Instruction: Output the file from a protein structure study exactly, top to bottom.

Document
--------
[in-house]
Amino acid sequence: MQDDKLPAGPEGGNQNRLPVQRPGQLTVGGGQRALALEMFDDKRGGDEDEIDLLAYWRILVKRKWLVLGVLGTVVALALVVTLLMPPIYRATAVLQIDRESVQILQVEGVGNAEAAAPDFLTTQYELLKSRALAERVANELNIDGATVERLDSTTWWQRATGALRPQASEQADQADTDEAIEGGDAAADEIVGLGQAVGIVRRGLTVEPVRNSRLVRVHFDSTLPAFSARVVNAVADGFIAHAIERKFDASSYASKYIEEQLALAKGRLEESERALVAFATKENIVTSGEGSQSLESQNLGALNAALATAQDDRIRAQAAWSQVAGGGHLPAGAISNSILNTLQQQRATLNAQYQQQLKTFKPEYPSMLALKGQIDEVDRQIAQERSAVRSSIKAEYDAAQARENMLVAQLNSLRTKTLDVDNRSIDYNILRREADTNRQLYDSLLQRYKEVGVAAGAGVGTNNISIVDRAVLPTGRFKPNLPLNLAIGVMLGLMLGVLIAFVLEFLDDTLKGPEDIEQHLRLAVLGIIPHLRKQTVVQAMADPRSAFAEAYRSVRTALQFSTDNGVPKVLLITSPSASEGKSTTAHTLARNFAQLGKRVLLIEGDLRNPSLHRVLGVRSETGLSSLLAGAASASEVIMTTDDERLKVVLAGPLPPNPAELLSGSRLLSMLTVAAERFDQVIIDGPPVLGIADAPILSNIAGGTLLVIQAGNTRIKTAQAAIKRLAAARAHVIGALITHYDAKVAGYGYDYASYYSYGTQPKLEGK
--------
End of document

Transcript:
[in-house]
Amino acid sequence: MQDDKLPAGPEGGNQNRLPVQRPGQLTVGGGQRALALEMFDDKRGGDEDEIDLLAYWRILVKRKWLVLGVLGTVVALALVVTLLMPPIYRATAVLQIDRESVQILQVEGVGNAEAAAPDFLTTQYELLKSRALAERVANELNIDGATVERLDSTTWWQRATGALRPQASEQADQADTDEAIEGGDAAADEIVGLGQAVGIVRRGLTVEPVRNSRLVRVHFDSTLPAFSARVVNAVADGFIAHAIERKFDASSYASKYIEEQLALAKGRLEESERALVAFATKENIVTSGEGSQSLESQNLGALNAALATAQDDRIRAQAAWSQVAGGGHLPAGAISNSILNTLQQQRATLNAQYQQQLKTFKPEYPSMLALKGQIDEVDRQIAQERSAVRSSIKAEYDAAQARENMLVAQLNSLRTKTLDVDNRSIDYNILRREADTNRQLYDSLLQRYKEVGVAAGAGVGTNNISIVDRAVLPTGRFKPNLPLNLAIGVMLGLMLGVLIAFVLEFLDDTLKGPEDIEQHLRLAVLGIIPHLRKQTVVQAMADPRSAFAEAYRSVRTALQFSTDNGVPKVLLITSPSASEGKSTTAHTLARNFAQLGKRVLLIEGDLRNPSLHRVLGVRSETGLSSLLAGAASASEVIMTTDDERLKVVLAGPLPPNPAELLSGSRLLSMLTVAAERFDQVIIDGPPVLGIADAPILSNIAGGTLLVIQAGNTRIKTAQAAIKRLAAARAHVIGALITHYDAKVAGYGYDYASYYSYGTQPKLEGK